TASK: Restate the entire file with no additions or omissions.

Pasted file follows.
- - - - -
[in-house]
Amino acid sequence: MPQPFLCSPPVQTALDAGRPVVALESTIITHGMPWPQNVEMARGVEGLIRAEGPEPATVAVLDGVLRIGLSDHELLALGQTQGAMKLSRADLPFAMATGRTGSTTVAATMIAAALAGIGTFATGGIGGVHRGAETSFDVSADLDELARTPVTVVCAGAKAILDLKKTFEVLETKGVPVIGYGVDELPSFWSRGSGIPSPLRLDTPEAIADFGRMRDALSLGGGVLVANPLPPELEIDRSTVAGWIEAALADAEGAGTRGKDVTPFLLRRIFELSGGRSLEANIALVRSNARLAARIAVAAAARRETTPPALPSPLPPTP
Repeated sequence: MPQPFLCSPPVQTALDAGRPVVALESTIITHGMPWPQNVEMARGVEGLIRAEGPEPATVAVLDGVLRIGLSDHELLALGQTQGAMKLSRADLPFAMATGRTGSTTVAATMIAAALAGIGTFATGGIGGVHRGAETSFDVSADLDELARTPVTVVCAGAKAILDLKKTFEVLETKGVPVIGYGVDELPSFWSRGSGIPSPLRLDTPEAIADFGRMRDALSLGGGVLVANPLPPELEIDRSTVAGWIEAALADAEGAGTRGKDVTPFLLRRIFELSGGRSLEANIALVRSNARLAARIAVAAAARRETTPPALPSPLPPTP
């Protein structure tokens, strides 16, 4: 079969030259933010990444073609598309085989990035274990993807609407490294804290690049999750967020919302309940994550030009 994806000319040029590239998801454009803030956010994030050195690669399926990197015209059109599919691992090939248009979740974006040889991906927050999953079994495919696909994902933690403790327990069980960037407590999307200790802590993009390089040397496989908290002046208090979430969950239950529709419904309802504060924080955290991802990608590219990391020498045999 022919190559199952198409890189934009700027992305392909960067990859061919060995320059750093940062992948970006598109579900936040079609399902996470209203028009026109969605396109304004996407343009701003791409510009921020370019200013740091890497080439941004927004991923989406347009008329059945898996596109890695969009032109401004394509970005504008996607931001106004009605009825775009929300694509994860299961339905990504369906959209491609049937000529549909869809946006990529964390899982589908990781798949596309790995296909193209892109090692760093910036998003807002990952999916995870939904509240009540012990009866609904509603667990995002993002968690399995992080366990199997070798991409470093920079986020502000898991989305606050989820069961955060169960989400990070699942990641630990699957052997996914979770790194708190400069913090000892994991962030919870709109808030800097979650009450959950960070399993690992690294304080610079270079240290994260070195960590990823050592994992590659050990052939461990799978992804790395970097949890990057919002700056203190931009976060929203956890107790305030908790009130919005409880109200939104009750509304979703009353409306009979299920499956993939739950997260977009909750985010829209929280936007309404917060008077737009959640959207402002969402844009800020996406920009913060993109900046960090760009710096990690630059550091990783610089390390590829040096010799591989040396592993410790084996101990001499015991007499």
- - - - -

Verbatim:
[in-house]
Amino acid sequence: MPQPFLCSPPVQTALDAGRPVVALESTIITHGMPWPQNVEMARGVEGLIRAEGPEPATVAVLDGVLRIGLSDHELLALGQTQGAMKLSRADLPFAMATGRTGSTTVAATMIAAALAGIGTFATGGIGGVHRGAETSFDVSADLDELARTPVTVVCAGAKAILDLKKTFEVLETKGVPVIGYGVDELPSFWSRGSGIPSPLRLDTPEAIADFGRMRDALSLGGGVLVANPLPPELEIDRSTVAGWIEAALADAEGAGTRGKDVTPFLLRRIFELSGGRSLEANIALVRSNARLAARIAVAAAARRETTPPALPSPLPPTP
Repeated sequence: MPQPFLCSPPVQTALDAGRPVVALESTIITHGMPWPQNVEMARGVEGLIRAEGPEPATVAVLDGVLRIGLSDHELLALGQTQGAMKLSRADLPFAMATGRTGSTTVAATMIAAALAGIGTFATGGIGGVHRGAETSFDVSADLDELARTPVTVVCAGAKAILDLKKTFEVLETKGVPVIGYGVDELPSFWSRGSGIPSPLRLDTPEAIADFGRMRDALSLGGGVLVANPLPPELEIDRSTVAGWIEAALADAEGAGTRGKDVTPFLLRRIFELSGGRSLEANIALVRSNARLAARIAVAAAARRETTPPALPSPLPPTP
């Protein structure tokens, strides 16, 4: 079969030259933010990444073609598309085989990035274990993807609407490294804290690049999750967020919302309940994550030009 994806000319040029590239998801454009803030956010994030050195690669399926990197015209059109599919691992090939248009979740974006040889991906927050999953079994495919696909994902933690403790327990069980960037407590999307200790802590993009390089040397496989908290002046208090979430969950239950529709419904309802504060924080955290991802990608590219990391020498045999 022919190559199952198409890189934009700027992305392909960067990859061919060995320059750093940062992948970006598109579900936040079609399902996470209203028009026109969605396109304004996407343009701003791409510009921020370019200013740091890497080439941004927004991923989406347009008329059945898996596109890695969009032109401004394509970005504008996607931001106004009605009825775009929300694509994860299961339905990504369906959209491609049937000529549909869809946006990529964390899982589908990781798949596309790995296909193209892109090692760093910036998003807002990952999916995870939904509240009540012990009866609904509603667990995002993002968690399995992080366990199997070798991409470093920079986020502000898991989305606050989820069961955060169960989400990070699942990641630990699957052997996914979770790194708190400069913090000892994991962030919870709109808030800097979650009450959950960070399993690992690294304080610079270079240290994260070195960590990823050592994992590659050990052939461990799978992804790395970097949890990057919002700056203190931009976060929203956890107790305030908790009130919005409880109200939104009750509304979703009353409306009979299920499956993939739950997260977009909750985010829209929280936007309404917060008077737009959640959207402002969402844009800020996406920009913060993109900046960090760009710096990690630059550091990783610089390390590829040096010799591989040396592993410790084996101990001499015991007499």